Why is a children’s book ranked fourth in my favorite books list? It’s simple really: Peter Pan isn’t a children’s book, much as Gulliver’s Travels isn’t for children. Unfortunately, when most people hear the title of J. M. Barrie’s book, they think of the Disney animated rendition, or worse the movie, Hook.
I fell into this camp until a little over seven years ago, content to keep my knowledge of Peter Pan purely theoretical. Then I started talking to, flirting with, and dating this young woman whom I later persuaded to marry me. Abigail was planning to do her master’s thesis on Peter Pan (though I think choosing to write a thesis on something indicates both that you love it and don’t want to love it anymore). Of course, I did the one thing any intelligent suitor would have done; I located a copy of Peter Pan and started reading.
I was caught off guard. From the beginning, I was enchanted. Barrie’s descriptions and his characterization are fascinating. The opening chapter, with its introduction of the Darlings and Nana, held my attention, and they were small players in the grand scheme of the story. Each new character was equally intriguing.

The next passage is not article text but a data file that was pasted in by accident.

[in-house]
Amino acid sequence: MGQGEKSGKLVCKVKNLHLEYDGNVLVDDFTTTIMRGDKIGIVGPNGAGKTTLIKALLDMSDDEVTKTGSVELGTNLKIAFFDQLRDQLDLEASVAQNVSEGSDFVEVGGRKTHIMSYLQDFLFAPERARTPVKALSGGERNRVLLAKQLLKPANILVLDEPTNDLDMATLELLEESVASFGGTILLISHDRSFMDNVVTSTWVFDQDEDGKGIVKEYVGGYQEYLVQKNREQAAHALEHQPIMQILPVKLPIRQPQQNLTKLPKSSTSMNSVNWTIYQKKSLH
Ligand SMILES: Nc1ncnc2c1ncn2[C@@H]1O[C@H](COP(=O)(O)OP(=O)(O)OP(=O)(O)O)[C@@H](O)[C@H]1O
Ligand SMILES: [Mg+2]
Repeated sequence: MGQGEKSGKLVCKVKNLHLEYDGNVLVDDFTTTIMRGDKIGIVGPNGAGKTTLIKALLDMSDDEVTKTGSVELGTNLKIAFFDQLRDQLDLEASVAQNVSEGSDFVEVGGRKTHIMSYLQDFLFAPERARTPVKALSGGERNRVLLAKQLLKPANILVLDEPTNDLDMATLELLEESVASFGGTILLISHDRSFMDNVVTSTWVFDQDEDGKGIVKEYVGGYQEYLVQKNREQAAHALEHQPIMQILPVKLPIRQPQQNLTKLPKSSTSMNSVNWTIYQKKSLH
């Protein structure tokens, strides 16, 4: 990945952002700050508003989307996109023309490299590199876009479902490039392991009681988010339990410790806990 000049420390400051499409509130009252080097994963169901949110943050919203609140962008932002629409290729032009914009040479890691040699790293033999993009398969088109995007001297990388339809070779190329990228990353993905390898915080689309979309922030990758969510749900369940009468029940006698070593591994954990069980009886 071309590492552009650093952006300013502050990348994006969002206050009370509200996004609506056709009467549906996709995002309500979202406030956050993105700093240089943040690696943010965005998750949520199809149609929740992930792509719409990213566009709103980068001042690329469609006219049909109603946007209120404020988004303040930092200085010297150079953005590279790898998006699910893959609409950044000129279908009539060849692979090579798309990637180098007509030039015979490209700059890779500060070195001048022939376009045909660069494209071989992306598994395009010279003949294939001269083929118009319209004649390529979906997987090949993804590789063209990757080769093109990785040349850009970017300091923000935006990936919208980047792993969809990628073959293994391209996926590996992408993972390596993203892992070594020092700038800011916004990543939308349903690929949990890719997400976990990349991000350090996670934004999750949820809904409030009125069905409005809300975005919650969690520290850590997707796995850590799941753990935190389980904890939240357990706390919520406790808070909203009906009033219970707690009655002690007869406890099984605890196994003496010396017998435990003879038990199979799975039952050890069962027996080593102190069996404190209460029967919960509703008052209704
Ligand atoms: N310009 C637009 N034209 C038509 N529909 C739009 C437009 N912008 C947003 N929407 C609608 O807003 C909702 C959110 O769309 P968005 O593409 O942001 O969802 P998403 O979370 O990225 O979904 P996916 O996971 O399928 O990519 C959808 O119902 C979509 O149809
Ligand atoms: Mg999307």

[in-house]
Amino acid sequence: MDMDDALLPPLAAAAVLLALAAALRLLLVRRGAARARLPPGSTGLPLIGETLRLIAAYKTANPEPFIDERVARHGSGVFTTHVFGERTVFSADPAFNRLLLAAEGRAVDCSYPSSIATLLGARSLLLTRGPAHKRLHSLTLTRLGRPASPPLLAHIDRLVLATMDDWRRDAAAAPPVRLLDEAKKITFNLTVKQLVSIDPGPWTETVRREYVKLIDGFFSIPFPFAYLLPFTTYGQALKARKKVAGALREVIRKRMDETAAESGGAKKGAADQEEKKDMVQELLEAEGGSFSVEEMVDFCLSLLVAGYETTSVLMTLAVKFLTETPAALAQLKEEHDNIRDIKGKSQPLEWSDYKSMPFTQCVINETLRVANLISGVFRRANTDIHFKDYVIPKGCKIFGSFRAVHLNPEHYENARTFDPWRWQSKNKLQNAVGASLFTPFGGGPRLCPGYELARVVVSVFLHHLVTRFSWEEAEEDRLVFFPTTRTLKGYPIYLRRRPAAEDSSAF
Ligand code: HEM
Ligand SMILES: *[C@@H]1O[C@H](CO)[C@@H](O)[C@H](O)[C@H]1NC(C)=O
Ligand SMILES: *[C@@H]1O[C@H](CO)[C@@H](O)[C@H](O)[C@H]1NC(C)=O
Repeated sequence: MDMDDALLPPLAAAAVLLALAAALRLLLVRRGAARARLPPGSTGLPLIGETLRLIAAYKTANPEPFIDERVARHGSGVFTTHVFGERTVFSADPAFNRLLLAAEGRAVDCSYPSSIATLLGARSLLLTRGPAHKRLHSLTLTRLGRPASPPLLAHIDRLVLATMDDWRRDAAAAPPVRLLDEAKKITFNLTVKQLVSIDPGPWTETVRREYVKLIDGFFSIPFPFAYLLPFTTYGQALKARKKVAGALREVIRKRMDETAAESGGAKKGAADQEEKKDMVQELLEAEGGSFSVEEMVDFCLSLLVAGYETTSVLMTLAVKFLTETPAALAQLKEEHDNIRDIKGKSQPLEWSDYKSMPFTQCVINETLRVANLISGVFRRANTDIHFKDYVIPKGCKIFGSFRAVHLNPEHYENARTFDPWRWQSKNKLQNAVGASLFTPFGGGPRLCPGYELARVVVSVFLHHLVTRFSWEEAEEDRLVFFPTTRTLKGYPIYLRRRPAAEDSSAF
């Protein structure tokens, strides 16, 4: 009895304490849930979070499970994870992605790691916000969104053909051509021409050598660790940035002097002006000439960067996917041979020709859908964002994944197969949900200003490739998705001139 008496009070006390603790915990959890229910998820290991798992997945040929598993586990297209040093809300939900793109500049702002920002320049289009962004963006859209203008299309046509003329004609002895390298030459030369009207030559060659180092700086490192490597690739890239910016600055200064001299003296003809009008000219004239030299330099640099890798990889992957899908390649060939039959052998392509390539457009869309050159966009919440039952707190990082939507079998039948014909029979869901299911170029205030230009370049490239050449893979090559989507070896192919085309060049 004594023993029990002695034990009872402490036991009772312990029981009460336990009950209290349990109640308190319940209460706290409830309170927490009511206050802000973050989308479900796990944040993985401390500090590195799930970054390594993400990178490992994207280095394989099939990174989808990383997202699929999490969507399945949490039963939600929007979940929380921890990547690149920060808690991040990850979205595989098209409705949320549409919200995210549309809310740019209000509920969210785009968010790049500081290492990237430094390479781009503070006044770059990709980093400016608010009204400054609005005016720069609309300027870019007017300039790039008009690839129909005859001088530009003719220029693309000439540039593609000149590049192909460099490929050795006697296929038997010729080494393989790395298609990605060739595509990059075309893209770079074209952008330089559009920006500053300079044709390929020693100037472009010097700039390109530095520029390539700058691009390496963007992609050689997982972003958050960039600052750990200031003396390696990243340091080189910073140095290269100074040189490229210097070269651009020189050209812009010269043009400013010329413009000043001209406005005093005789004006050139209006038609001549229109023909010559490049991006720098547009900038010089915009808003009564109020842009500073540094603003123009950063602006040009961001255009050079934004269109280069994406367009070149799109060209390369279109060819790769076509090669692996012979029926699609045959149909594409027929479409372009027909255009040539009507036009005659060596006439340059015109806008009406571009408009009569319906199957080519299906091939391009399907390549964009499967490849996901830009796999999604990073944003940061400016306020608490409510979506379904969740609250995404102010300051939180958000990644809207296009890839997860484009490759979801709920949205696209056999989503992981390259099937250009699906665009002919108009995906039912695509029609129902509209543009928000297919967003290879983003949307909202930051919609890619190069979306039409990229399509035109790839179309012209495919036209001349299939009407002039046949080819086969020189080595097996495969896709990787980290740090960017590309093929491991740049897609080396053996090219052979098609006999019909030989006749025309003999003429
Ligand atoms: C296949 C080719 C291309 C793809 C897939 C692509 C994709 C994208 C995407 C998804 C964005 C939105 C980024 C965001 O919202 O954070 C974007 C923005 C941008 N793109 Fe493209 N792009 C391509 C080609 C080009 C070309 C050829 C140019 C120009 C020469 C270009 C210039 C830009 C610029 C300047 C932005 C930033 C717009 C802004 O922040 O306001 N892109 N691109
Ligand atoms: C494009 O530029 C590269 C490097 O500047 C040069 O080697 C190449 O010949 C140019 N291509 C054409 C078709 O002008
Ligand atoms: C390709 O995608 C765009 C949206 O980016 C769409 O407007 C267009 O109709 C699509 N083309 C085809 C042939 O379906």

What’s more, Peter Pan is compelling and deeply nostalgic. I don’t think children, who have such a limited perspective of life, can appreciate the complex themes that the story addresses. Two of the themes—gender roles and duty/responsibility—cannot be experientially understood by kids. To the initiated, though, these themes are deep waters, easy to fall into but difficult to fully comprehend. Just consider the two main characters: Peter Pan is the boy who is constantly escaping adulthood while Wendy, as a young girl, is brought to Neverland to fulfill an adult role, that of mother to the lost boys.
Rather sadly, Peter Pan doesn’t really pose any answers; it just highlights the inevitable: We all grow up. There is no escaping it, only accepting the inescapable. I challenge any adult to read Peter Pan and not be overcome by melancholy.
I also have this theory that, while Wendy is symbolic of everywoman (I think most readers would agree with that), Captain Hook is everyman: I think the jadedness and disillusionment that Hook embodies is something grown, independent yet relied on men can identify with. Our youthful optimism and energy seems doomed in the drudgery of ordinary daily life. It’s hard not to feel cheated of or by the hopes and dreams that our childhood selves cherished. This is why Hook fears the crocodile, who represent time, and also hates Peter Pan, who somehow escapes responsibility.
In the end, it’s hard to find a more subtle yet emotional read than Peter Pan, which is why it ranks so high on my list. Of course, now that I’m thinking about it, I should read my wife’s thesis.